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Wednesday, April 12, 2006


The Light in the Piazza, my favorite musical of the 2005 season will air July 2 on PBS as part of the Live From Lincoln Center series. Tony Award winner, Victoria Clark is set to lead the current Broadway cast including Sarah Uriarte Berry, Michael Berresse, Katie Clarke, Patti Cohenour, Beau Gravitte, Aaron Lazar, and Chris Sarandon. The Light in the Piazza is an adaptation of Elizabeth Spencer's novella with score by Tony winner Adam Guettel and book by Craig Lucas about a mother and her mentally challenged daughter on vacation in Italy in 1953, the daughter's romance with a handsome, high-spirited Florentine, and the mother's determined efforts to keep the two apart.

To date, I've yet to see The Light in the Piazza but I fell in love with the show after having heard the duet, Say It Somehow -- one of the most genuinely beautiful love songs I've heard in ages. I wish I had been able to see the show when I was in New York last, but I just ran out of time. While I'm hoping for a chance to see it when I go to New York again this spring, if I cannot, my only hope will be this version airing on PBS. This leads me to pose the question of the value of taped versions of musicals...what do you think?

There is obviously no comparing the quality of live vs. taped as live will trump taped anyday (particularly in musical theatre). However, I do agree in recording a performance for posterity and as a means to expose a show to those people who will likely never have the luxury of attending a live musical. Obviously, there is a huge missing element when watching a taped version of a musical which includes the spirit of the show. Part of the allure of the genre of musical theatre (for me), is the excitement and the energy of seeing & hearing a live performance. When I think of any of the more memorable performances in my life, part of what I enjoyed was the charisma from an individual or collective cast -- Davis Gaines in Phantom of the Opera (with emphasis on the early run of the show in L.A.), Sutton Foster in Little Women, Donna Murphy in The King & I, and for the most part, the 2002 revival cast of Into the Woods. Feeling the energy from an actor on tape is a difficult feat to accomplish -- though rare, it can be done -- Norbert Leo Butz' "Great Big Stuff" on the 2005 Tony Awards is the most recent performance that comes to mind.

There are some shows on tape you watch and then wonder...why? A few years back, I remember seeing Crazy For You on PBS and was thoroughly disappointed. Crazy For You was a musical I had seen many times and in addition to loving the music of Gershwin, I loved the energy of the show particularly in the "Slap That Bass" number. In the PBS version...nothing. I thought it was dead and didn't even give the viewers the impression this was an energetic number. Even worse was when PBS aired Kiss Me Kate. I hate to pan another show I generally like, but I had to turn it off as this taped version not only lacked spunk, but direction as well!

Though there are versions of musicals taped for television that do not work, are there versions that do? Sort of. There are two that immediately come to mind -- unfortunately both are concert versions of shows taped specifically for television -- Live From Lincoln Center Stephen Sondheim's Passion and Les Miserables: The Dream Cast in Concert. Since the Passion concert is a Lincoln Center production, I hope the creative & production team will put forth similar thought and consideration when preparing the television premiere of The Light in the Piazza. The thing to keep in mind (and what seems like an obvious point) is that live theatre and television are two very different genres. Presentation of one format into another requires adaptation and change and allowances must be made. Audiences today are more sophisticated and expect more from what they choose to watch on telelvision -- grab a potential viewer's attention immediately and find a way to maintain that interest. The question is, how to sustain interest from a viewer who has never seen a Broadway show? Do you present a "pan & scan" version of something like The Light in the Piazza and hope they will be intrigued because that's what seems to be the norm with shows like the aforementioned Crazy For You and Kiss Me Kate. Similarly, how do you hold the attention of a viewer who frequents theatrical performances and make a televised version of a show as appealing as watching it live? Here's hoping that the production team of the forthcoming televised version of The Light in the Piazza will create an intimate atmosphere worthy of Florence in the 1950s to do this glorious piece justice.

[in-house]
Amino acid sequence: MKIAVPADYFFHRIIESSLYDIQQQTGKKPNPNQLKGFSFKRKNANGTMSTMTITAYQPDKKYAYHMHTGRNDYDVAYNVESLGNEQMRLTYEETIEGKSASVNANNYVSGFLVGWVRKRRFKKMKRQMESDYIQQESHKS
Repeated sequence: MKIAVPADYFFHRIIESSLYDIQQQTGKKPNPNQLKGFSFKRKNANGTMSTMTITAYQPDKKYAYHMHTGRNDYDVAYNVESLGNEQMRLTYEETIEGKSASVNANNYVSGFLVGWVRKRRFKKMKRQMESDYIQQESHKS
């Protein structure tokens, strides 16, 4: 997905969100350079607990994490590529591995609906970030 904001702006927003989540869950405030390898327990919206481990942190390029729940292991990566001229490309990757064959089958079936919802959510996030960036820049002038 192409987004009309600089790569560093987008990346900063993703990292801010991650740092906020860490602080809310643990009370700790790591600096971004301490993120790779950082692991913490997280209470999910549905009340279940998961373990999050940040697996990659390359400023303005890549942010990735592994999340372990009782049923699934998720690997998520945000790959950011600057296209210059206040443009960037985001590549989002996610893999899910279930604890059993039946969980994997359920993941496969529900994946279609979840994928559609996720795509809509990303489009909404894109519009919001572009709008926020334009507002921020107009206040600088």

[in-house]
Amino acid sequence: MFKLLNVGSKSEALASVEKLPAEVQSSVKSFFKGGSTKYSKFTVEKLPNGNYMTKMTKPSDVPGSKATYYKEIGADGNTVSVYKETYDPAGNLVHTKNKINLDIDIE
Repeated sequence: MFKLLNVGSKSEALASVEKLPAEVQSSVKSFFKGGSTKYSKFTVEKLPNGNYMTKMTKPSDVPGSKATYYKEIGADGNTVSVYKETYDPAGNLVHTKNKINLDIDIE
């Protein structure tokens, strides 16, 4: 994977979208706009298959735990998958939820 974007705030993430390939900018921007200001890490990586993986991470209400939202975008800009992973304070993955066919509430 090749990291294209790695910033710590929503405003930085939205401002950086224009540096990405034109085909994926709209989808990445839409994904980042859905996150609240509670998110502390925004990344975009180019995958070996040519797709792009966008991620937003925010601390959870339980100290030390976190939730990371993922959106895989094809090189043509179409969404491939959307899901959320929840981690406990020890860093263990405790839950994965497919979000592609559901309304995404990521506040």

scmusicals said...

I'll keep this semi-short...simply because I want to get to sleep. ;)

First have to...HAVE TO...see The Light in the Piazza when you go to NYC this time around. It's a beautiful show, and it wouldn't hurt to support Adam Guettel, as well as quality musical theatre that doesn't need to be a mega pop hit. I'm not knocking pop musicals...but there seem to be less and less classical-type musicals nowadays.

So, do I think that there's value to taped versions of musicals? To the musical theatre connoisseur...yes. I would love to see original performances captured on film for posterity's sake. However, to average joe on the street...probably not. To capture the attention of the greater public, they really need to see it in movie format. Wide camera shots of the entire stage keeps the viewer too far away from the action and close-up shots would just freak the casual viewer out -- what with all the stage make-up and exaggerated gestures.

That being said...I'm hoping for a better taped version of Piazza than all the scary Andrew Lloyd Webber junk. I thought Lincoln Center's taping of Contact was pretty there's hope for the Piazza yet!

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